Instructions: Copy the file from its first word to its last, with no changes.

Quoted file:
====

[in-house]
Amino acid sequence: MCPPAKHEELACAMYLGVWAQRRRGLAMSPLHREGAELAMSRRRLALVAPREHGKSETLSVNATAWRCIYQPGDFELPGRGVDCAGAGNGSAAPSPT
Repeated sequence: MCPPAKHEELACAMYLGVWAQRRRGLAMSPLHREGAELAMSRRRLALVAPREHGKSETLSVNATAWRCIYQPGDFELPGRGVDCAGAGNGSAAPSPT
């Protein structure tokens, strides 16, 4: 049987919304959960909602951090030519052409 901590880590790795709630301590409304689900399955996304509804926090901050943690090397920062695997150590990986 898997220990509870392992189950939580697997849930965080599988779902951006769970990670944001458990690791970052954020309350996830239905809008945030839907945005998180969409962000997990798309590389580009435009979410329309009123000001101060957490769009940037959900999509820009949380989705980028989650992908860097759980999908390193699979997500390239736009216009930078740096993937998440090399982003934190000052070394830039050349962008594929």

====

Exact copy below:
[in-house]
Amino acid sequence: MCPPAKHEELACAMYLGVWAQRRRGLAMSPLHREGAELAMSRRRLALVAPREHGKSETLSVNATAWRCIYQPGDFELPGRGVDCAGAGNGSAAPSPT
Repeated sequence: MCPPAKHEELACAMYLGVWAQRRRGLAMSPLHREGAELAMSRRRLALVAPREHGKSETLSVNATAWRCIYQPGDFELPGRGVDCAGAGNGSAAPSPT
């Protein structure tokens, strides 16, 4: 049987919304959960909602951090030519052409 901590880590790795709630301590409304689900399955996304509804926090901050943690090397920062695997150590990986 898997220990509870392992189950939580697997849930965080599988779902951006769970990670944001458990690791970052954020309350996830239905809008945030839907945005998180969409962000997990798309590389580009435009979410329309009123000001101060957490769009940037959900999509820009949380989705980028989650992908860097759980999908390193699979997500390239736009216009930078740096993937998440090399982003934190000052070394830039050349962008594929």